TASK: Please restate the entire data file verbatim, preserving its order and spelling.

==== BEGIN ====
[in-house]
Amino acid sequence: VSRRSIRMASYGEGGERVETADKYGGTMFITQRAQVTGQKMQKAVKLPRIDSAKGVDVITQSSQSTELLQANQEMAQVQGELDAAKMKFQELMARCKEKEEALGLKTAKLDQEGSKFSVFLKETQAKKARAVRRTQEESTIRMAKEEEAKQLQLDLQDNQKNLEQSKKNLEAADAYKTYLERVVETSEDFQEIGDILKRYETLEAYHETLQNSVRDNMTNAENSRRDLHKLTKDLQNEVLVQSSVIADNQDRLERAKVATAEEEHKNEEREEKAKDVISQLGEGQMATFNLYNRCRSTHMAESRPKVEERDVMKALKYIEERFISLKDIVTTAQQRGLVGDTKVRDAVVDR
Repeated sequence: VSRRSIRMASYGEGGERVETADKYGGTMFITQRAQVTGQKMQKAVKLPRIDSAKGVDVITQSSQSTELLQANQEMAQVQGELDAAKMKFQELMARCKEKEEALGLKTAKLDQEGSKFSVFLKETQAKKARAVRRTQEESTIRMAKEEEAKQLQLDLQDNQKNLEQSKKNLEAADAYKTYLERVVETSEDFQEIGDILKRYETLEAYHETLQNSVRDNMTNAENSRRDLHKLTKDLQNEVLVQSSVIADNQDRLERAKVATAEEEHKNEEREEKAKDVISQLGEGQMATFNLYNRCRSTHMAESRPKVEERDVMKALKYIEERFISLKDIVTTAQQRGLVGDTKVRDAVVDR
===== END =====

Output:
[in-house]
Amino acid sequence: VSRRSIRMASYGEGGERVETADKYGGTMFITQRAQVTGQKMQKAVKLPRIDSAKGVDVITQSSQSTELLQANQEMAQVQGELDAAKMKFQELMARCKEKEEALGLKTAKLDQEGSKFSVFLKETQAKKARAVRRTQEESTIRMAKEEEAKQLQLDLQDNQKNLEQSKKNLEAADAYKTYLERVVETSEDFQEIGDILKRYETLEAYHETLQNSVRDNMTNAENSRRDLHKLTKDLQNEVLVQSSVIADNQDRLERAKVATAEEEHKNEEREEKAKDVISQLGEGQMATFNLYNRCRSTHMAESRPKVEERDVMKALKYIEERFISLKDIVTTAQQRGLVGDTKVRDAVVDR
Repeated sequence: VSRRSIRMASYGEGGERVETADKYGGTMFITQRAQVTGQKMQKAVKLPRIDSAKGVDVITQSSQSTELLQANQEMAQVQGELDAAKMKFQELMARCKEKEEALGLKTAKLDQEGSKFSVFLKETQAKKARAVRRTQEESTIRMAKEEEAKQLQLDLQDNQKNLEQSKKNLEAADAYKTYLERVVETSEDFQEIGDILKRYETLEAYHETLQNSVRDNMTNAENSRRDLHKLTKDLQNEVLVQSSVIADNQDRLERAKVATAEEEHKNEEREEKAKDVISQLGEGQMATFNLYNRCRSTHMAESRPKVEERDVMKALKYIEERFISLKDIVTTAQQRGLVGDTKVRDAVVDR